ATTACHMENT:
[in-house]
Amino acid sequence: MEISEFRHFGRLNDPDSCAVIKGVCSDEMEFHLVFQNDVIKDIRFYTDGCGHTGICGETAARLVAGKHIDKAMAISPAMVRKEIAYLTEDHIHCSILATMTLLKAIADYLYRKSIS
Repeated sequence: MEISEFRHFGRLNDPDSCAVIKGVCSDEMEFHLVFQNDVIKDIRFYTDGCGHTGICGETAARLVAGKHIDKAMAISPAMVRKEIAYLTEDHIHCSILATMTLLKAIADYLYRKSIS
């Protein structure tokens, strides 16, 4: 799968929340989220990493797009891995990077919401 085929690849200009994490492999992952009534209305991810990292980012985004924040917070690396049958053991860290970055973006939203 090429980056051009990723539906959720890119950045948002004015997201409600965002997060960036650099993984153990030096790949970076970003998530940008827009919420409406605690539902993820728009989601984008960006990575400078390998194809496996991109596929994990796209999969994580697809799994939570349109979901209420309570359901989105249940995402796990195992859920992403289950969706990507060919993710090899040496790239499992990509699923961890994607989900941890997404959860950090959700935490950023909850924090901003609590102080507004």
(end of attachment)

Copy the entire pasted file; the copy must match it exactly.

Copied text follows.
[in-house]
Amino acid sequence: MEISEFRHFGRLNDPDSCAVIKGVCSDEMEFHLVFQNDVIKDIRFYTDGCGHTGICGETAARLVAGKHIDKAMAISPAMVRKEIAYLTEDHIHCSILATMTLLKAIADYLYRKSIS
Repeated sequence: MEISEFRHFGRLNDPDSCAVIKGVCSDEMEFHLVFQNDVIKDIRFYTDGCGHTGICGETAARLVAGKHIDKAMAISPAMVRKEIAYLTEDHIHCSILATMTLLKAIADYLYRKSIS
């Protein structure tokens, strides 16, 4: 799968929340989220990493797009891995990077919401 085929690849200009994490492999992952009534209305991810990292980012985004924040917070690396049958053991860290970055973006939203 090429980056051009990723539906959720890119950045948002004015997201409600965002997060960036650099993984153990030096790949970076970003998530940008827009919420409406605690539902993820728009989601984008960006990575400078390998194809496996991109596929994990796209999969994580697809799994939570349109979901209420309570359901989105249940995402796990195992859920992403289950969706990507060919993710090899040496790239499992990509699923961890994607989900941890997404959860950090959700935490950023909850924090901003609590102080507004």